No, it wasn't a KPIG prank. Mapleton Communications of Los Angeles, which owns radio stations in nine markets, decided to drop the KPIG format and replace it with a brokered Chinese format.
This year, Mapleton had increased KPIG-AM's power, allowing it to reach San Mateo County as well as San Francisco and Marin counties.
Here's a link to the announcement KPIG-FM posted to its San Francisco listners. In it, Market Manager Ed Monroe said he is trying to find an FM frequency in the Bay Area for KPIG.
David Jackson, executive director of the Bay Area Radio Museum, commented:
- Some will say that this is just another sign that AM is dead, and that music on the AM dial simply doesn't work. I disagree.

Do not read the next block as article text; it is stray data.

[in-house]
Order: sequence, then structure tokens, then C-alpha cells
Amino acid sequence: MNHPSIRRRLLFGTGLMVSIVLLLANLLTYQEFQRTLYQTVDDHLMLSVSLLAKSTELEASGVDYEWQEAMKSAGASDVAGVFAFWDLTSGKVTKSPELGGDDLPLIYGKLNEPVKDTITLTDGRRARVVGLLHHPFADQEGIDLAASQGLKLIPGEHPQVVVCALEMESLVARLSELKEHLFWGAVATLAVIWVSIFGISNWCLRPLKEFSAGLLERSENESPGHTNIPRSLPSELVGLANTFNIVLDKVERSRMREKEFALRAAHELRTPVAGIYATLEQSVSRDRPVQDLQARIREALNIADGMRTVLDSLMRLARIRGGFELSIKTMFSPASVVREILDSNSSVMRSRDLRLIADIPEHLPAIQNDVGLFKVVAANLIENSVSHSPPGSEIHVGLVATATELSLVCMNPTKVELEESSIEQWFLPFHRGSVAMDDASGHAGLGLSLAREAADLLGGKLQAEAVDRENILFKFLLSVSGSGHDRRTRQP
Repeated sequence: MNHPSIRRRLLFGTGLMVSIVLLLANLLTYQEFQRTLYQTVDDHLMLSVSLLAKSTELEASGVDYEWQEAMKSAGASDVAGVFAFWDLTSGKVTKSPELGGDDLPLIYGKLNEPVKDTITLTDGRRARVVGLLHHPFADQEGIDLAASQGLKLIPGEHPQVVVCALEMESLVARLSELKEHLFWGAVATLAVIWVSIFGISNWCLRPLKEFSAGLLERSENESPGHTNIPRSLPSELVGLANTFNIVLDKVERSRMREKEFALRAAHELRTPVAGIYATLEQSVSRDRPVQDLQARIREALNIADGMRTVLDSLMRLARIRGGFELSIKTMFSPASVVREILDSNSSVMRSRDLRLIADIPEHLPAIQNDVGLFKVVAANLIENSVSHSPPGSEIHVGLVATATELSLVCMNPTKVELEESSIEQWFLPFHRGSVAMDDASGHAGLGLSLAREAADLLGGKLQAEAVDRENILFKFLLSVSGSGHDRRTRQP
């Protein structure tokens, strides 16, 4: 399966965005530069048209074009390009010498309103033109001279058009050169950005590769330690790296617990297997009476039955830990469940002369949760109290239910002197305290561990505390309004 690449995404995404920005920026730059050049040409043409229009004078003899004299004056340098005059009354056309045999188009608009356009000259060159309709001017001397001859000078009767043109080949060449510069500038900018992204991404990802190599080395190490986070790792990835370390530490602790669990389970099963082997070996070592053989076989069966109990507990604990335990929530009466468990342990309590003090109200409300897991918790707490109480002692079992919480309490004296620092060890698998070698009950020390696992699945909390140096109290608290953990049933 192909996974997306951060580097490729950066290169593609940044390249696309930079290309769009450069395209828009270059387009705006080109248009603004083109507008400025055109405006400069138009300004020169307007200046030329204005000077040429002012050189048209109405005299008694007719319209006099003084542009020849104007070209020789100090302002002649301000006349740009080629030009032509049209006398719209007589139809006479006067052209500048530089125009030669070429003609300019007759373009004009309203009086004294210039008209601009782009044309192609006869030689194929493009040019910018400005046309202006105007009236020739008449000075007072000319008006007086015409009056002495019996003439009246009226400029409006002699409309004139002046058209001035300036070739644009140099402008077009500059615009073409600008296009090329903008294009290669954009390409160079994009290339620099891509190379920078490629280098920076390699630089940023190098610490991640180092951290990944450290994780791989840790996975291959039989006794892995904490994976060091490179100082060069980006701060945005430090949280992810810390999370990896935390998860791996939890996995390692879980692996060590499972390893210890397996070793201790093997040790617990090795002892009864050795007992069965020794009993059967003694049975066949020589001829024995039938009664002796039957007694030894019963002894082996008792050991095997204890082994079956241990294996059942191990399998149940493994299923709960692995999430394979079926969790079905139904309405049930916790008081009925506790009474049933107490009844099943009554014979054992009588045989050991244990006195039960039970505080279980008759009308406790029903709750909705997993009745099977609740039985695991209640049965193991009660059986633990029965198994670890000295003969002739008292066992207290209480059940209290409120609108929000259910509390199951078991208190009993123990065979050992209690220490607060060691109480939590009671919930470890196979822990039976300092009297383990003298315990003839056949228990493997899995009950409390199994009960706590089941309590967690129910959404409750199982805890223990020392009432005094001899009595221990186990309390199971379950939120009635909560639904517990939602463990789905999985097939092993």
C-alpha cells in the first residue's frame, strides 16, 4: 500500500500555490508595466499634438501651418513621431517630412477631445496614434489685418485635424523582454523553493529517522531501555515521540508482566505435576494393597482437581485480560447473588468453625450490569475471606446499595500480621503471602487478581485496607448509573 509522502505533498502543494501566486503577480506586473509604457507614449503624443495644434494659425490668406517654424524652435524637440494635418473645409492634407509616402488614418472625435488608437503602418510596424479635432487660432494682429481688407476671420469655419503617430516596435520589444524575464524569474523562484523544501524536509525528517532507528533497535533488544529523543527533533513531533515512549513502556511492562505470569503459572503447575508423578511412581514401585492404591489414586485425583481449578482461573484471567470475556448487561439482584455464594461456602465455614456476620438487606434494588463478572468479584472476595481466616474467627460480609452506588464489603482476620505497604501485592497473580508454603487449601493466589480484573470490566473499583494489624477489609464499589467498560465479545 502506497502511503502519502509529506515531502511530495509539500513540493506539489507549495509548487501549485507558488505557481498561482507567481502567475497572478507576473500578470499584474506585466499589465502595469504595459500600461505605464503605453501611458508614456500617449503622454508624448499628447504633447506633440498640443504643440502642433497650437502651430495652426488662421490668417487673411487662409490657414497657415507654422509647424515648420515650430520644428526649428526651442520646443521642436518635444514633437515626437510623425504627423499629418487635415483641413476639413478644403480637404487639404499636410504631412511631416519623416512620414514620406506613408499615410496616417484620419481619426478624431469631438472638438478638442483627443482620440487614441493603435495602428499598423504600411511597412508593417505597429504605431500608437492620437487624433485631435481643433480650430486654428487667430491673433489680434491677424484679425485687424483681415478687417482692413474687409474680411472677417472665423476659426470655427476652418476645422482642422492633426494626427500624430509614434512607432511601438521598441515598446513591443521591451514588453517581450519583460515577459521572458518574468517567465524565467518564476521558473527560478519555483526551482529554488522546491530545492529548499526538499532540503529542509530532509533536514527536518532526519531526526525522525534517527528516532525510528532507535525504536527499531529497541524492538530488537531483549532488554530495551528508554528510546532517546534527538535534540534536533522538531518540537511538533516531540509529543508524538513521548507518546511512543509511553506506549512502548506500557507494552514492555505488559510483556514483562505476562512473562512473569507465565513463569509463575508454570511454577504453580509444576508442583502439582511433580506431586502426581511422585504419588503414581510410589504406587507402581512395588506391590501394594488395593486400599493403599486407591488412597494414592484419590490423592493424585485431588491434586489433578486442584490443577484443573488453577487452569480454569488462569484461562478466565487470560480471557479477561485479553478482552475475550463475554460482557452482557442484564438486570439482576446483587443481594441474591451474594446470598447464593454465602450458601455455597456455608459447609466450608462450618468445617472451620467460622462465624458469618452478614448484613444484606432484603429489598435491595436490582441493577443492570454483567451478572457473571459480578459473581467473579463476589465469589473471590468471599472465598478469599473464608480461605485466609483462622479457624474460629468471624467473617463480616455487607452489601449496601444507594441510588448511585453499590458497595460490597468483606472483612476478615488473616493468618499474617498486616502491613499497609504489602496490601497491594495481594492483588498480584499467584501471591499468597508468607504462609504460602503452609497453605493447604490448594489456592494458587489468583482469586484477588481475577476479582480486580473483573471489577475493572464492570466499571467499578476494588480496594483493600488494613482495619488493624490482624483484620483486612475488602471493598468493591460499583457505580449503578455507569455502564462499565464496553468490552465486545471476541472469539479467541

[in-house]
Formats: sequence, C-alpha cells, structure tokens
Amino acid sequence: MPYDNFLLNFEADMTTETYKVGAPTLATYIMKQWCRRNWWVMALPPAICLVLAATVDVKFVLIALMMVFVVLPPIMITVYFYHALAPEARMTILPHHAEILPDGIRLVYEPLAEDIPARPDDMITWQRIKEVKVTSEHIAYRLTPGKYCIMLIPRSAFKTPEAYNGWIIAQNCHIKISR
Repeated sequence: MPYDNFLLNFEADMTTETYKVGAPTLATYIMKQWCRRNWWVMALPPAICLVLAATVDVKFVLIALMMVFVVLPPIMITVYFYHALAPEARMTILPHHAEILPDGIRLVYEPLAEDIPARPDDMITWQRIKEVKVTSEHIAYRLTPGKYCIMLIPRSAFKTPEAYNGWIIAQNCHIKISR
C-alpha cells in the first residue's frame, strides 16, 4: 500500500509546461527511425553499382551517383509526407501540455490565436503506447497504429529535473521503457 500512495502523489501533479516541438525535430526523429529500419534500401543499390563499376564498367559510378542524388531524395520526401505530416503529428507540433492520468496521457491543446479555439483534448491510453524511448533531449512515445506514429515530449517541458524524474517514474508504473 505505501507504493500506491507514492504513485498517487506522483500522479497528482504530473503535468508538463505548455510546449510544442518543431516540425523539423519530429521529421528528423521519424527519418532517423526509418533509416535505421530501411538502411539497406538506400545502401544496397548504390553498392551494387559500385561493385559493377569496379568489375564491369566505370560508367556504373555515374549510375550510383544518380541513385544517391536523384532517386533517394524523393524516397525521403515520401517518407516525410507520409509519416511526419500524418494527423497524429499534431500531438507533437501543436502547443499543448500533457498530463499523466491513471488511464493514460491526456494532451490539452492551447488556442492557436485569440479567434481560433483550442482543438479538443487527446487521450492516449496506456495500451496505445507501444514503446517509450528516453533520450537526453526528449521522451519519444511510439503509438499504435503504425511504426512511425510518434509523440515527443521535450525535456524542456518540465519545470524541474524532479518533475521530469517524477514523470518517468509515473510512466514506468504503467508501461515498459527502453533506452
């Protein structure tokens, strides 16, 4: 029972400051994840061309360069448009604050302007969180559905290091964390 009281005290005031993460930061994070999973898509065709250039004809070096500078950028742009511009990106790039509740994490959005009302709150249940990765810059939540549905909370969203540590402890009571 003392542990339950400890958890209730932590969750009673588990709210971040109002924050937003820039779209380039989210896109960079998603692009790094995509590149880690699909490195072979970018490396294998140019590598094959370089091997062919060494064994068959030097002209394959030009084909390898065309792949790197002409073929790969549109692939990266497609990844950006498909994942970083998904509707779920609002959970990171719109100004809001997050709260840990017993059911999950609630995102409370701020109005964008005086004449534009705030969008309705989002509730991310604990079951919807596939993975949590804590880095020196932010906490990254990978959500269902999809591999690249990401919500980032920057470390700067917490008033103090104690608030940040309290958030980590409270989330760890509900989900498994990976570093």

- The KPIG format has a limited audience, and is among the niche-iest of niche formats. Music would work on the AM dial -- if a station owner would commit to it, do it right and try to promote it to a broader audience. (Yes, I am talking about Oldies and Adult Standards, as a matter of fact.)
- It doesn't require a huge budget to do it right. It just requires passion, and a commitment to do it well. The folks at KPIG had the passion and the commitment; they just didn't offer something a lot of people wanted to hear.
KPIG-AM is licensed to Piedmont but transmits from five towers atop a warehouse in Oakland.